Australia’s largest accredited data recipient under the Consumer Data Right scheme has backed the regulator’s warning that it intends to take enforcement action to ensure compliance if the banks and other data holders don’t start sharing more information.
At the end of July, Australian Consumer and Competition Commission (ACCC) chair Gina Cass-Gottlieb said that the regulator would “consider enforcement action against data holders who are not meeting their obligations” under the consumer data right (CDR).
Reacting to the warning, FinTech firm Frollo’s chief information officer and interim chief executive Tony Thrassis highlighted two issues that are inhibiting the development of services by accredited data recipients, and where the regulator could step in to help.
Firstly, he is concerned with the range of data made available by data holders, particularly the availability of data classed as optional.
Secondly, the staggered and delayed rollout of the open banking system along with regularly missed deadlines added complexity to development, which in turn has limited the products data recipients can offer consumers.
Regarding the range of data available, which Mr Thrassis refers to as data quality, he noted that all banks in the open banking system currently provide data classed as mandatory, but some do not provide optional data.
The CDR guidance document for data holders describes data as optional if it is not expected that banks collect it. However, if optional data is held by a bank, it must be provided under the CDR. Optional data is different to voluntary data, which is not required to be available under the CDR rules. Examples of optional data include merchant names for purchase and biller information.
Mr Thrassis sees a role for ACCC compliance enforcement in this area as it can be hard for data recipients like Frollo to determine whether a bank collects optional data, but is withholding it. In a previous study undertaken by Frollo around 80 per cent of banks were providing optional data, with the average data holder sharing 87 per cent of the 26 pieces of data investigated by Frollo.
The CDR was first rolled out to the big four banks in July 2019 followed by the non-major banks in July 2021. The deadline for making data from different financial products was also staggered into three phases. Mr Thrassis said the staggered rollout has made it difficult for data recipients to develop their services.
“Imagine you’re an accredited data recipient and you’re trying to offer a service that’s holistic, well then you suddenly have to take into account what products are there and what products are not there. Then you have to think what happens with my product if it requires information from non-major banks, whose products are also phased.
“You’re dealing with a number of dimensions for your product to work. You have a choice, you either cater for all that or you just delay your product to your consumers until all that is in place.”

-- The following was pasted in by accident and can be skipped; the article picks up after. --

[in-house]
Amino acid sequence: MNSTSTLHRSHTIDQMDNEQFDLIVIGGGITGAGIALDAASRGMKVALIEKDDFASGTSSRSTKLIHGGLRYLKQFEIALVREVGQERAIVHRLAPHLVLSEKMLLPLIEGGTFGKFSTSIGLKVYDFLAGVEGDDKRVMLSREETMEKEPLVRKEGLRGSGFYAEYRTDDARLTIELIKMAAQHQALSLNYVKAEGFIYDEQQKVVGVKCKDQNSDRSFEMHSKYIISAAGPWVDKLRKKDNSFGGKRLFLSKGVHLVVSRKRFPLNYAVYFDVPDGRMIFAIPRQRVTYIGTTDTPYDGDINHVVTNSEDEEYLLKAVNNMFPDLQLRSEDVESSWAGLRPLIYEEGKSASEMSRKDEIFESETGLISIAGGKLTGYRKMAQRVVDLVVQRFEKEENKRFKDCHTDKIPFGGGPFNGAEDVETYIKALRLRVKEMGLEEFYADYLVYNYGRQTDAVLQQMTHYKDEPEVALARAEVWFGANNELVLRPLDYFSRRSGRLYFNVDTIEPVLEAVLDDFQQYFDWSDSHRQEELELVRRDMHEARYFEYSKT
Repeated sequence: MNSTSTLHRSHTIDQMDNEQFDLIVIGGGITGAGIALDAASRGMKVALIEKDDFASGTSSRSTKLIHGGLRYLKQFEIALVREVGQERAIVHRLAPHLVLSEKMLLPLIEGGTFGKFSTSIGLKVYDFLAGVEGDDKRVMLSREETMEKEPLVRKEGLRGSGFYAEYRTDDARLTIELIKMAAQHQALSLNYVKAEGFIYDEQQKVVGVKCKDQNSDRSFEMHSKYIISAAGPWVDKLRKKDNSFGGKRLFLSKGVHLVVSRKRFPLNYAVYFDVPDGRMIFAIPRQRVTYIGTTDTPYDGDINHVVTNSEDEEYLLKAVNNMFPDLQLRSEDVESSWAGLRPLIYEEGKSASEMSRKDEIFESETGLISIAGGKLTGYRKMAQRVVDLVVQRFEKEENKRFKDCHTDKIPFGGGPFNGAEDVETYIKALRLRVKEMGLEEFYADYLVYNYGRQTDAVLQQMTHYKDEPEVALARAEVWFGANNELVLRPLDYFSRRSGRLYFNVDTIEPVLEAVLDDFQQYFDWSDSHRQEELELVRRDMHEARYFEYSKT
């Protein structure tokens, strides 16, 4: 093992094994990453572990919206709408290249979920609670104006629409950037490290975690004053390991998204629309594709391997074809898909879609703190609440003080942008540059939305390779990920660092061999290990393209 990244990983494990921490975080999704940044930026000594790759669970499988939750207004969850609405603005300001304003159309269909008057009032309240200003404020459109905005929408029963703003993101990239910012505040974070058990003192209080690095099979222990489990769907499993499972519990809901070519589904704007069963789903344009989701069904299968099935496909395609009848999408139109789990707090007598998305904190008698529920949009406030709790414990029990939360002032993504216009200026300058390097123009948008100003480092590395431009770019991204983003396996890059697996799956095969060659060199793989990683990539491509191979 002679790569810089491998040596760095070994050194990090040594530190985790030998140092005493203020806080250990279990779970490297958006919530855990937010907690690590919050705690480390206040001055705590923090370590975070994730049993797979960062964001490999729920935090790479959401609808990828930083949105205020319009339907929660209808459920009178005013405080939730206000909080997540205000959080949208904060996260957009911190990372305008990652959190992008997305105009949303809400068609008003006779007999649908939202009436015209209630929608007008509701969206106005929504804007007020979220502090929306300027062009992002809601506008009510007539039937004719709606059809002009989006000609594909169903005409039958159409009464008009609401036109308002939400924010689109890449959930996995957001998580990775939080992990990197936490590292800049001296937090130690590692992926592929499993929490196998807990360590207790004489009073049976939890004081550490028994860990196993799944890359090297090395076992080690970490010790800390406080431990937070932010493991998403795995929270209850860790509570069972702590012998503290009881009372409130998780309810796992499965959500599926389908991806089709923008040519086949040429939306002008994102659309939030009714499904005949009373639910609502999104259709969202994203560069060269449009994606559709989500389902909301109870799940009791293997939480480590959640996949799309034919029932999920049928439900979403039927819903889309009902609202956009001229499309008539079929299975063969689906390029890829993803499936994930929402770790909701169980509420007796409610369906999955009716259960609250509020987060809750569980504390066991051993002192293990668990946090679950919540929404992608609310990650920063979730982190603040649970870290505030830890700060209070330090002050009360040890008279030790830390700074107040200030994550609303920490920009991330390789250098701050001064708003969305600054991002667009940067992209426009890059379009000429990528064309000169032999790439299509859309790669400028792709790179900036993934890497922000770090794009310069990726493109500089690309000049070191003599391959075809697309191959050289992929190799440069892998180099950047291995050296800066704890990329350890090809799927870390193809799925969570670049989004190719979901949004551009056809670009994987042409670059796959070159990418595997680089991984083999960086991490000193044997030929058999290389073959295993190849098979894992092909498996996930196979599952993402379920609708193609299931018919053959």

Many banks were not able to meet all their obligations by phase deadlines and have reported implementation gaps. With rectification plans in place, Mr Thrassis anticipates that most obligations will be met by the end of the next quarter.
However, the ACCC said it has “not endorsed these [rectification] proposals as a satisfactory resolution of non-compliance and may still take compliance or enforcement action where appropriate, in line with the ACCC/OAIC Compliance and Enforcement Policy for the Consumer Data Right”.
Mr Thrassis also acknowledged that the process can be extremely complex for banks to undertake. He highlighted that data from business accounts may take longer if you consider that some organisations may have up to 500 representatives accessing a shared business account.
This has caused further delays in other open banking features. Changing joint account consent to opt-out was initially meant to come into effect in July but has been delayed by around three months. Non-major banks are also not required to share joint account information after the April 2022 deadline was extended to October.
Mr Thrassis said that some banks have been slow to comply because providers of their core banking platform and data holding solution have been unable to deliver a working system.
“It has been a problem for those banks that have used some of these common platforms, because the common platforms don’t have to comply, the banks have to comply. But they’ve got poor banking platforms and solutions being supplied to them causing them to not meet their obligations. That’s going to be difficult to enforce compliance,” Mr Thrassis said.
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